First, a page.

The U.S. Bureau of Labor Statistics (BLS) released their annual Union Summary this week. The New York Times sumed up the data quite well with their article title, Unionization Rate Lowest in a Century. Key quote from the article:
"The percentage of workers in unions fell to 11.3 percent, down from 11.8 percent in 2011 ... That brought unionization to its lowest level since 1912, when it was 11.1 percent ..."
Both private and public union membership fell in 2012, with public membership falling 234,000 and private membership dropping about 166,000.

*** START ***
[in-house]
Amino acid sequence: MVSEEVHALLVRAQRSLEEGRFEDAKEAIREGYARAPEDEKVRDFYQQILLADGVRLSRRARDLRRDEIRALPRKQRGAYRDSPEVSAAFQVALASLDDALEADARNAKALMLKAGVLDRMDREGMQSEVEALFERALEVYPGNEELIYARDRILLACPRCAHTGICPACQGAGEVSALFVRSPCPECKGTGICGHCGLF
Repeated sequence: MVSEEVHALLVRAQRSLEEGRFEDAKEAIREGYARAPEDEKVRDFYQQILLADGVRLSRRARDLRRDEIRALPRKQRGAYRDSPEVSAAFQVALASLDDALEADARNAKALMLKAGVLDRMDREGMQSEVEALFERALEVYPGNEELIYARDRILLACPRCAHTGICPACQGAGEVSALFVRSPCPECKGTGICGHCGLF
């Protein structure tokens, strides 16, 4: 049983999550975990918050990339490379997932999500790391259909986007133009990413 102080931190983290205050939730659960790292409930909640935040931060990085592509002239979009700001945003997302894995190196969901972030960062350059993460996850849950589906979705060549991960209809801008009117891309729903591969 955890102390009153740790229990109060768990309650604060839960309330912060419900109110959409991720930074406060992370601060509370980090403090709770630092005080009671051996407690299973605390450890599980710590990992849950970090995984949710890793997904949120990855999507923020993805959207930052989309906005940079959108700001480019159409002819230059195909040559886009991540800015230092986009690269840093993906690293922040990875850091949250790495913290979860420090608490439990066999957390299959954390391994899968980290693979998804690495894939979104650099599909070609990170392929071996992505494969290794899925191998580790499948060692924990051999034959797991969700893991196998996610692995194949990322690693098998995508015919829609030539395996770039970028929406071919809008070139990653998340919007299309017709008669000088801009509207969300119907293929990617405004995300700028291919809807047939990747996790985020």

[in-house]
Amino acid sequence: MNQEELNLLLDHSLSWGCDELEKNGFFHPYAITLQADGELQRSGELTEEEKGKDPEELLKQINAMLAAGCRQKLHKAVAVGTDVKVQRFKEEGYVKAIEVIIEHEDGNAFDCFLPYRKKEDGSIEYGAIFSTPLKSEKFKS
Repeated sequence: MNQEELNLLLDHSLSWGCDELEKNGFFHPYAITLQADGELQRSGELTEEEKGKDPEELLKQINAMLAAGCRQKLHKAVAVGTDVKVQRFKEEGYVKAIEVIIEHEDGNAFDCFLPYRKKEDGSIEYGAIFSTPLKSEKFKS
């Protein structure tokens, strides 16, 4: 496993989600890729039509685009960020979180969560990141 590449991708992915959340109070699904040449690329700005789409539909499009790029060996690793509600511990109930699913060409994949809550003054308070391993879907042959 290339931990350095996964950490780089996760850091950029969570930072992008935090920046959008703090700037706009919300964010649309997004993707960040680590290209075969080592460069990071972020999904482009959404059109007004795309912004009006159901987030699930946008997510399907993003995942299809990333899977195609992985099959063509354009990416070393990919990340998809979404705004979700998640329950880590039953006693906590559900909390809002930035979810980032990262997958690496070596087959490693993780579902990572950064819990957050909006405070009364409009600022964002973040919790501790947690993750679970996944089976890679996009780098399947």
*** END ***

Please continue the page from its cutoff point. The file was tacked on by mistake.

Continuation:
Looking longer term we can see two clear union trends: (1) private union membership has been falling consistently since the late 1950s; and (2) public union membership has been increasing since the 1970s.
As the chart below shows, there are now more public sector union members (7.3 million, or 35.9% of the public workforce) than private sector union members (7 million, or 6.6% of the private workforce). The two crossed over in 2009, when recession driven union layoffs led to a decline of 800,000 private sector union members.
For those interested in historical data on union membership, visit Unionstats.com. The site is run by two college professors, has a good mix of data and is much easier to work with than the always confusing BLS website.